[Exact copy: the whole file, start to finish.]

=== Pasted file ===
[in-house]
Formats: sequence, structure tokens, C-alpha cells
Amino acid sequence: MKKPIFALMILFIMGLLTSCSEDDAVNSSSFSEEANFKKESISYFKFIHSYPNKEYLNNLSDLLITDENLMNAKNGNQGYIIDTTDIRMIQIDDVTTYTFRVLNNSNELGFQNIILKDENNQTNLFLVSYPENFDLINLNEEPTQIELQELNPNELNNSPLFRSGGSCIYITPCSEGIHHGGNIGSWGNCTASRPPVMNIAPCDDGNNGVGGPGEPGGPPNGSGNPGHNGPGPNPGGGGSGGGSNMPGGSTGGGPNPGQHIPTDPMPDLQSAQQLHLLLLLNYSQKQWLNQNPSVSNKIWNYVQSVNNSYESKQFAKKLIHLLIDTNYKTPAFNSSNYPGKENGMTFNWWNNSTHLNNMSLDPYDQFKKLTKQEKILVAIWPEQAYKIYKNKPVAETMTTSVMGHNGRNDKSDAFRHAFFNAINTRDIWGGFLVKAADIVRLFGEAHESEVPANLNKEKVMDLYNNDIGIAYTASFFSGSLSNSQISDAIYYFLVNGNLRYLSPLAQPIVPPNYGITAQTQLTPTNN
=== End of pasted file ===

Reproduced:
[in-house]
Formats: sequence, structure tokens, C-alpha cells
Amino acid sequence: MKKPIFALMILFIMGLLTSCSEDDAVNSSSFSEEANFKKESISYFKFIHSYPNKEYLNNLSDLLITDENLMNAKNGNQGYIIDTTDIRMIQIDDVTTYTFRVLNNSNELGFQNIILKDENNQTNLFLVSYPENFDLINLNEEPTQIELQELNPNELNNSPLFRSGGSCIYITPCSEGIHHGGNIGSWGNCTASRPPVMNIAPCDDGNNGVGGPGEPGGPPNGSGNPGHNGPGPNPGGGGSGGGSNMPGGSTGGGPNPGQHIPTDPMPDLQSAQQLHLLLLLNYSQKQWLNQNPSVSNKIWNYVQSVNNSYESKQFAKKLIHLLIDTNYKTPAFNSSNYPGKENGMTFNWWNNSTHLNNMSLDPYDQFKKLTKQEKILVAIWPEQAYKIYKNKPVAETMTTSVMGHNGRNDKSDAFRHAFFNAINTRDIWGGFLVKAADIVRLFGEAHESEVPANLNKEKVMDLYNNDIGIAYTASFFSGSLSNSQISDAIYYFLVNGNLRYLSPLAQPIVPPNYGITAQTQLTPTNN